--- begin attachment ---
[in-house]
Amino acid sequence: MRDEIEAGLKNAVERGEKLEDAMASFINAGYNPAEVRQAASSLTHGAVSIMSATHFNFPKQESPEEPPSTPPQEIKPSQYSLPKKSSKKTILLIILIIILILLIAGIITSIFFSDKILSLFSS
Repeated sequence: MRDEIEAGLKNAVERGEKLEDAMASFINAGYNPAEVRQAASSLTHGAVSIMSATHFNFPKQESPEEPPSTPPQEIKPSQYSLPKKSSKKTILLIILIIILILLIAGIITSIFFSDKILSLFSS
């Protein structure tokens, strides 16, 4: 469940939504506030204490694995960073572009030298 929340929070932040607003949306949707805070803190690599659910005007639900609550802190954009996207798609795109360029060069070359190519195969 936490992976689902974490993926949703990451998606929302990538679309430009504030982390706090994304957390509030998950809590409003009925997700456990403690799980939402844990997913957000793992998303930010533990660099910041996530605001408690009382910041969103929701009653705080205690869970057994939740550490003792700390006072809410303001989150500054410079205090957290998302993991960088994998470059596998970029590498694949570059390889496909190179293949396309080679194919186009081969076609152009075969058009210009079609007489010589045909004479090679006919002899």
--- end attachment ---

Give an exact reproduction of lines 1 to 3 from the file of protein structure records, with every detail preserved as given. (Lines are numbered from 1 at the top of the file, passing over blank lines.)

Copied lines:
[in-house]
Amino acid sequence: MRDEIEAGLKNAVERGEKLEDAMASFINAGYNPAEVRQAASSLTHGAVSIMSATHFNFPKQESPEEPPSTPPQEIKPSQYSLPKKSSKKTILLIILIIILILLIAGIITSIFFSDKILSLFSS
Repeated sequence: MRDEIEAGLKNAVERGEKLEDAMASFINAGYNPAEVRQAASSLTHGAVSIMSATHFNFPKQESPEEPPSTPPQEIKPSQYSLPKKSSKKTILLIILIIILILLIAGIITSIFFSDKILSLFSS